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Trial Testing VR to Relieve Cancer Patient Distress

Man in VR headset

(Tima Miroshnichenko, Pexels)

7 Mar. 2023. A clinical trial is underway assessing virtual reality interventions for relieving distress and improve the quality of life for cancer patients receiving bone marrow transplants. The study is conducted at Massachusetts General Hospital in Boston, a teaching hospital of Harvard Medical School, testing technology created by Rocket VR Health Inc. in Wakefield, Mass.

Patients with cancer often deal with psychological as well as physical challenges. When people learn they have cancer, says National Cancer Institute, it’s not unusual for them to feel overwhelmed and angry, with fear and worry about their own futures and the need to care for their families. Higher stress levels can also result in an added physical burden in patients that slows or interferes with treatment, and increases the chance for the patient to suffer from depression. Some professional organizations now recommend screening of cancer patients for psychosocial distress as part of the standard care.

Rocket VR Health is a developer of VR technology for treating mental health disorders. The three year-old company says it offers immersive experiences with VR designed to deliver treatment techniques such as mindfulness and cognitive behavioral therapy for people with conditions such as anxiety and depression. Rocket VR says its virtual experiences can be personalized with different environments, activities, and music to meet individual needs of users.

The company is already working with cancer care providers to help patients deal with psychological problems associated with the disease. In August 2022, Rocket VR began a feasibility study of its meditation program with cancer patients undergoing radiation therapy at University of Pennsylvania medical center. And in May 2022, Science & Enterprise reported on Rocket VR Health’s collaboration with  University of Calgary in Alberta, Canada to evaluate virtual reality that offers mindfulness for relieving pain in cancer patients.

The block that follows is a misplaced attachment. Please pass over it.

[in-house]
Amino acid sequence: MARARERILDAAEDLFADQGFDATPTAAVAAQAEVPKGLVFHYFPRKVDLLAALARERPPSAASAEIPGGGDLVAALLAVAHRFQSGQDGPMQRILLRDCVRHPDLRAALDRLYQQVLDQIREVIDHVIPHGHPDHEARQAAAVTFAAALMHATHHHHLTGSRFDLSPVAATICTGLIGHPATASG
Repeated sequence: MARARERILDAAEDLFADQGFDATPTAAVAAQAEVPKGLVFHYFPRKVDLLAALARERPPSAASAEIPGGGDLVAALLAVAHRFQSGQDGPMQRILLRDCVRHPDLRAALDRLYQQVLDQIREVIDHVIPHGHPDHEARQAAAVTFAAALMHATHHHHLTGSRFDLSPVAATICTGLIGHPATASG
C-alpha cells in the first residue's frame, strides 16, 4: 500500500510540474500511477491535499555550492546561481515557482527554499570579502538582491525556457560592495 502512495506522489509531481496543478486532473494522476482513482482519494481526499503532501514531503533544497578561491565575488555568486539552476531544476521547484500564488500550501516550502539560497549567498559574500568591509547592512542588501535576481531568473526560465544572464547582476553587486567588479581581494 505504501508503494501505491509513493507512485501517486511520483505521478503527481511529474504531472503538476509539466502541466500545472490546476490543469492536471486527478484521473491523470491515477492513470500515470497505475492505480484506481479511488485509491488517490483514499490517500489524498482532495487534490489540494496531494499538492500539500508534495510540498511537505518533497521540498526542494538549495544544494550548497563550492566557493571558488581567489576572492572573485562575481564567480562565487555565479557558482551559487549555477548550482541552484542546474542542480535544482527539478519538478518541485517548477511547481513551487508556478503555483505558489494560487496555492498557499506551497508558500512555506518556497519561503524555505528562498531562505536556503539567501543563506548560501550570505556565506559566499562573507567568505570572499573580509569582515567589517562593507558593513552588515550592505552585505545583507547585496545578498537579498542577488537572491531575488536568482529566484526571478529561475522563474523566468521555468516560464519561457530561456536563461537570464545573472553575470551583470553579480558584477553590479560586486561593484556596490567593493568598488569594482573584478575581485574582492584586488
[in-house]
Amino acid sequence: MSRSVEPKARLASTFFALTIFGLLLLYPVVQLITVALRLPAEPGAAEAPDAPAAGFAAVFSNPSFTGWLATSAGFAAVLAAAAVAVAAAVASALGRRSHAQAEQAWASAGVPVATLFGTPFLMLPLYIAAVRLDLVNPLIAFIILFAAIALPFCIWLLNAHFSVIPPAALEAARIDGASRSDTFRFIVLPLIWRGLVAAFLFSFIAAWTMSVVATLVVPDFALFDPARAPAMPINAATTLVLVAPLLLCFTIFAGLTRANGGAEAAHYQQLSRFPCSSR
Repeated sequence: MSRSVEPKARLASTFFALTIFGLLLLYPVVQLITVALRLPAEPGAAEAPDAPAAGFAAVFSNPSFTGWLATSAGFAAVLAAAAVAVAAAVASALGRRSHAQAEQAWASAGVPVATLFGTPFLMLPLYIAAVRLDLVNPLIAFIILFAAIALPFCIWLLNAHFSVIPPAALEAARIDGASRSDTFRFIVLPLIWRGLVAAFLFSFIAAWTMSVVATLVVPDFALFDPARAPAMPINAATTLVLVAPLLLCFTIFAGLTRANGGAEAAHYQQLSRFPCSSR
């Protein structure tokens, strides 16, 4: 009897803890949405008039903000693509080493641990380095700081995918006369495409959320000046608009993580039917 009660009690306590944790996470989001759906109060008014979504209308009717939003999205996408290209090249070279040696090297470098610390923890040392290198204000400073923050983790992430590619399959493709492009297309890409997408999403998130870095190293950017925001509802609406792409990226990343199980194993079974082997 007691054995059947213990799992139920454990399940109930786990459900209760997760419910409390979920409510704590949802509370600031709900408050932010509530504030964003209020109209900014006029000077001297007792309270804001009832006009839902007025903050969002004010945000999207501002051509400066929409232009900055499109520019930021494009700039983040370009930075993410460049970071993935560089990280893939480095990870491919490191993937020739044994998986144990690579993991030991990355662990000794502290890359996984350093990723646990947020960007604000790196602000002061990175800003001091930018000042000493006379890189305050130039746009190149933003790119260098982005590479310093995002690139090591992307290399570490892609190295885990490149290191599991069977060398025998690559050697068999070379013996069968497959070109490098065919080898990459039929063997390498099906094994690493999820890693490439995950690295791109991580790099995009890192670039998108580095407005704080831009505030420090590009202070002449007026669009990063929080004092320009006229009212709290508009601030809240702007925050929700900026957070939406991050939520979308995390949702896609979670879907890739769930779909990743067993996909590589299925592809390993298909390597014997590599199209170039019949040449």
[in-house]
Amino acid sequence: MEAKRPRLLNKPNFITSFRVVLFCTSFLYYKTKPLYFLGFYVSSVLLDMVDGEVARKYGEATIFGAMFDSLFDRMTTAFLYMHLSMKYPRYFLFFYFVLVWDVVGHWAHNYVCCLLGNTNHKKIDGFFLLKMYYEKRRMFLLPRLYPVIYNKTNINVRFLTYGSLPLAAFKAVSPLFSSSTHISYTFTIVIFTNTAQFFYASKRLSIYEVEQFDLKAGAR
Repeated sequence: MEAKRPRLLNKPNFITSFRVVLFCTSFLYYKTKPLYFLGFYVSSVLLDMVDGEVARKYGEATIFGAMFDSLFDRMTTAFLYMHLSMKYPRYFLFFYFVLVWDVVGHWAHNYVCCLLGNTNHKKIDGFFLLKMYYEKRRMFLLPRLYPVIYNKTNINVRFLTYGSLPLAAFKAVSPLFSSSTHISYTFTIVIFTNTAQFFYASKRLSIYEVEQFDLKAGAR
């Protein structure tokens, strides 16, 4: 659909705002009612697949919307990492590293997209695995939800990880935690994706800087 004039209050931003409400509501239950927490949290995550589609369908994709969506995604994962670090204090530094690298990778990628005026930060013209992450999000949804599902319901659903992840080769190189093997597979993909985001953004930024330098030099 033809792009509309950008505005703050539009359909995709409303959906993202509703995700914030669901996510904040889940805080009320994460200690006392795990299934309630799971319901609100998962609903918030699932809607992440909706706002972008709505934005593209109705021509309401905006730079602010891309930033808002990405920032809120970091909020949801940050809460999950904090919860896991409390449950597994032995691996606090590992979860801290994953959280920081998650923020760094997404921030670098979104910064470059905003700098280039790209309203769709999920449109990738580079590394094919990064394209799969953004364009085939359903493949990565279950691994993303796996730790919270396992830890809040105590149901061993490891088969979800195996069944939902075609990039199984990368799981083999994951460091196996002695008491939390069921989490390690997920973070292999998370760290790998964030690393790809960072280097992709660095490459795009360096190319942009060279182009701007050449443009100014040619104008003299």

Psychosocial skill building

The new clinical trial is testing VR for relieving distress among patients at Mass. General Hospital receiving bone marrow transplants for treating blood-related cancers. People receiving bone marrow transplants sometimes face extended time in the hospital with greater risks of complications, leading to increased stress and a lower quality of life. The study is enrolling 80 participants receiving bone marrow transplants randomly assigned to receive the usual care at Mass. General plus Rocket VR’s virtual reality sessions, or the usual care alone.

The Rocket VR intervention in this case is a six-part program over four weeks with educational sessions on preparedness and managing expectations, as well as psychosocial skill building to help cope and accept uncertainty with treatment outcomes and self-care to enhance the patient’s sense of control when changing to out-patient care after hospitalization. Participants are asked to complete questionnaires at the start and four different points up to 24 weeks following enrollment, either in-person or remotely. Rocket VR and Mass. General collaborated on development of the program.

The study team is looking mainly at feasibility of VR therapy for cancer stress, defined as at least 60 percent of participants using the technology to complete at least 60 percent of the program. The researchers are also measuring quality of life, anxiety and depression symptoms, post-traumatic stress disorder, and several other indicators of coping, optimism, and usability before, during, and after the program.

“The capacity to use VR,” says Areej El-Jawahri, co-lead investigator of the project and director of the Bone Marrow Transplant Survivorship Program at Mass. General in a Rocket VR statement released through Cision, “to improve the physical and psychological well-being of patients with cancer enduring prolonged hospitalization, can increase access and potential for scalability and dissemination of this supportive care platform.”

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